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Article |

Cancer Screening and Informed Patient Discussions

Andrew M. D. Wolf; Daniel M. Becker
Arch Intern Med. 1996;156(10):1069-1072. doi:10.1001/archinte.1996.00040041069004.
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While screening for asymptomatic cancer has become one of the principal clinical activities of primary care physicians, patients are generally not involved directly in screening decisions. To help physicians better communicate the potential benefits and burdens of cancer screening, this article concisely presents information necessary for patients to make a reasoned decision as to whether to proceed with screening: the probability of developing cancer, the operating characteristics of available screening tests, the likelihood that screening will result in an improved outcome for the individual patient, and the potential burdens associated with screening. Screening tests for breast, colorectal, cervical, and prostate cancers are reviewed, including mammography, clinical breast examination, fecal occult blood testing, Papanicolaou smear, digital rectal examination, and prostate-specific antigen. Better communication about cancer screening will promote shared decision making—a central tenet of the physician-patient relationship.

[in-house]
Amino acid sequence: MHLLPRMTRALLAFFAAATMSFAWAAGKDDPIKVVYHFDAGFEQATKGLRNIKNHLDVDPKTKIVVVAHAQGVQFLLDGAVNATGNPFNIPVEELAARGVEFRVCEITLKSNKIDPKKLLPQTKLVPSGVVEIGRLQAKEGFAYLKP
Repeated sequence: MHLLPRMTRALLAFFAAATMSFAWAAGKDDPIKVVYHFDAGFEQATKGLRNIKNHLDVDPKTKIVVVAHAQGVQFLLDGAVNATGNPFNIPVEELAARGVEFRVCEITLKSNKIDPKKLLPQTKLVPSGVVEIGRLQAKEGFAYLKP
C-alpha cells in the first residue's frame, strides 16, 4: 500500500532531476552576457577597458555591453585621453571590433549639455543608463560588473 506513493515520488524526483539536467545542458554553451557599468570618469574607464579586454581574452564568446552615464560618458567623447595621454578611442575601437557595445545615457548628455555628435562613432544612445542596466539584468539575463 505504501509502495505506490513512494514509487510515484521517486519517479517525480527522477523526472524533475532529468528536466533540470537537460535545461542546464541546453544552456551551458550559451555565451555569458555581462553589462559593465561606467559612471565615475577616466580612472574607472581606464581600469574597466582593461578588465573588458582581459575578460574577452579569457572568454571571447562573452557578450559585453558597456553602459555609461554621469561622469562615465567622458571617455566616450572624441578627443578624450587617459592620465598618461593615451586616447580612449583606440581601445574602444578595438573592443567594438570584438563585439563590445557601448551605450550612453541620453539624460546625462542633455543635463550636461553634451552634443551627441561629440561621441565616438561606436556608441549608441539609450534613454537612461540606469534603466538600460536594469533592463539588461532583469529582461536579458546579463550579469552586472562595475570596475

(Arch Intern Med. 1996;156:1069-1072)


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The American Medical Association is accredited by the Accreditation Council for Continuing Medical Education to provide continuing medical education for physicians. The AMA designates this journal-based CME activity for a maximum of 1 AMA PRA Category 1 CreditTM per course. Physicians should claim only the credit commensurate with the extent of their participation in the activity. Physicians who complete the CME course and score at least 80% correct on the quiz are eligible for AMA PRA Category 1 CreditTM.
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